Dickens: Setting Poles Apart by Emily Smith

 

The nineteenth century was an era of discovery, filled with expeditions to the North and South Poles. Dickens, like many other Victorians, was enthralled by these voyages and avidly read about them in the press and books. This interest in the poles was not an unusual pastime for Dickens who was fascinated by the world and owned a large number of travel books about many different countries and places, such as Elisha Kane’s Arctic Explorations in the Years 1853, 1854, 1855.[1]

Illustration from Dickens’s edition of Elisha Kane’s Arctic Explorations in the Years 1853, 1854, 1855), [lib]1006 (1868)
© Charles Dickens Museum

Dickens wrote his own pieces about the Arctic, including two articles entitled ‘The Lost Arctic Voyagers’ in 1854 which explored the fates of the lost Franklin expedition. The crew and their Captain Sir John Franklin never returned after they left England for the Arctic in 1845, and despite sensational rumours of cannibalism the voyage captured the imaginations of the Victorian public at large.[2]

This voyage had such a strong effect on the author that he and Wilkie Collins created the play ‘The Frozen Deep’ which explored the same Arctic expedition. The play was initially performed in Dickens’s home Tavistock House, and Dickens starred in it. Queen Victoria came to watch it and described it as ‘most interesting, intensely dramatic, and most touching, and moving, at the end.’ She adds, ‘The Play was admirably acted by Charles Dickens … We were all kept in breathless suspense, and much impressed’. [3]

Playbill of Charles Dickens and Wilkie Collins’s The Frozen Deep, (1857) 
© Charles Dickens Museum

Dickens’s relationship with the poles did not end with his death in 1870; his works continued to circulate the globe, and one particular copy of Dickens’s work went on a fascinating adventure.

In 1910, Robert Falcon Scott and his men set out on the Terra Nova expedition to Antarctica, in order to reach the South Pole. In 1912, Scott split his group in two. The Northern Party was established to do additional geological work while Scott ventured south towards the pole. In the winter of 1912, the Northern Party became stranded, as the increase in sea ice meant they could not be picked up by a ship as had been planned. Instead, the men built themselves an ice cave, which became their home for several months.[4] The men faced challenging conditions, as the party’s clothes were too thin to keep them warm, and they had very little food. Conditions were cramped and the cave was only 5 foot, 6 inches tall so none of the men could even stand up straight inside.

Raymond E Priestley was a member of the Northern Party and wrote a book about their experiences. After dinner every night, one man would read aloud from the three books they had with them. One of them was a copy of David Copperfield, alongside The Life of Stevenson, and Simon the Jester.  Priestley recalled how they read one chapter each night for over sixty days.[5] As Dickens had written the book in monthly parts, the building tension and cliff-hangers helped to entertain the men and distract them from their hardship.[6]  When they had finished David Copperfield, Priestley wrote that the men were ‘very sorry to part with him’.[7] They finished all three books and even read the Review of Reviews cover to cover, including the advertisements. At the end of September 1912, the party left their ice cave and managed to make it back to base camp by the beginning of November. The copy of David Copperfield made this journey with them and was gifted to a seaman who had served with Scott when the party eventually returned to New Zealand.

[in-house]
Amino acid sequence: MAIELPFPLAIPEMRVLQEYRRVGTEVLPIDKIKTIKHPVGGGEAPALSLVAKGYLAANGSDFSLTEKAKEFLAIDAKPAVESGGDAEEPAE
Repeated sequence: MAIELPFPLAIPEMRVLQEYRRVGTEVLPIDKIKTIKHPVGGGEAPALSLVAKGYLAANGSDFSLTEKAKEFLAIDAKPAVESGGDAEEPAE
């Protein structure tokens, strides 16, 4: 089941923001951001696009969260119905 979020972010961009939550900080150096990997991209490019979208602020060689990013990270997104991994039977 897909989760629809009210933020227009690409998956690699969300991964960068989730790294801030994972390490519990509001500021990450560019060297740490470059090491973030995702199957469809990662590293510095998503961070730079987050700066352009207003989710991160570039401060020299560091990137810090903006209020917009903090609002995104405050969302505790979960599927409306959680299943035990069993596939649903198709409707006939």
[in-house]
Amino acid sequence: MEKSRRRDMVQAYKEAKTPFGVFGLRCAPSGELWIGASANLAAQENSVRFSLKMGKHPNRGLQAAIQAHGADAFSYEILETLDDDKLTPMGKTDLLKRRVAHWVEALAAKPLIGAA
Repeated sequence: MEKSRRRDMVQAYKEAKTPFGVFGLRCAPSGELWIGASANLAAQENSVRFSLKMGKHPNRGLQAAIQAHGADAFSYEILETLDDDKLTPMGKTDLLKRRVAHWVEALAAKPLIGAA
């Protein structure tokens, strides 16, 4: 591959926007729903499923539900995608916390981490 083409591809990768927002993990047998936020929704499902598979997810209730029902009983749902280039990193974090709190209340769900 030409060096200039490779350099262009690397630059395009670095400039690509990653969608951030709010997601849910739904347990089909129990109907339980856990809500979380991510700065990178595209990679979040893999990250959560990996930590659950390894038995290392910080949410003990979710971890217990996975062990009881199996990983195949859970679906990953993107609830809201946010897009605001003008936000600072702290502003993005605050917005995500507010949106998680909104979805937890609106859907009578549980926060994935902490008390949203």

Cheap edition of David Copperfield which went to Antarctica, 1910
© Charles Dickens Museum

In 1955, the New Zealand branch of the Dickens Fellowship gifted the book to the Charles Dickens Museum, where it remains today, completing its worldwide adventure.

The David Copperfield connection to Antarctica has continued. In 1916, when Sir Ernest Shackleton established a camp near Antarctica they named it Peggotty’s Bluff, as, like the Peggotty family, they made the boat their home. The bluff, or rounded cliff, is still known by this name today. Other Dickens novels have also made their way to Antarctica with adventurers including Bleak House.[8] Perhaps more of Dickens’s works will eventually find their way onto other expeditions to the poles.

 

 

Emily Smith was the assistant curator for the exhibition Global Dickens: For Every Nation Upon Earth. She is currently a PhD candidate working with Royal Holloway University of London and the Charles Dickens Museum, researching Dickens and literary heritage.

 

[1] His copy is part of the Charles Dickens Museum collection.
[2] Charles Dickens, ‘The Lost Arctic Voyagers’, Household Words. (2 December 1854) pp. 362-65 and Charles Dickens, ‘The Lost Arctic Voyagers’, Household Words. (9 December 1854) pp. 387-393.
[3] Editorial notes of letter to John Forster, 5th/6th July 1857, Kathleen Mary Tillotson and Graham Storey (eds), The British Academy/The Pilgrim Edition of the Letters of Charles Dickens, Vol. 8: 1856–1858.
[4] Raymond E Priestley, Antarctic Adventure Scott’s Northern Party (New York: Dutton and Company, 1915), p. 252.
[5] Raymond E Priestley, Antarctic Adventure Scott’s Northern Party, p. 257
[6] Elizabeth Leane, Antarctica in Fiction: Imaginative Narratives of the Far South (Cambridge: Cambridge University Press, 2012), p. 116.
[7] Raymond E Priestley, Antarctic Adventure Scott’s Northern Party, p. 258.
[8] Leane, Antarctica in Fiction, p. 114.

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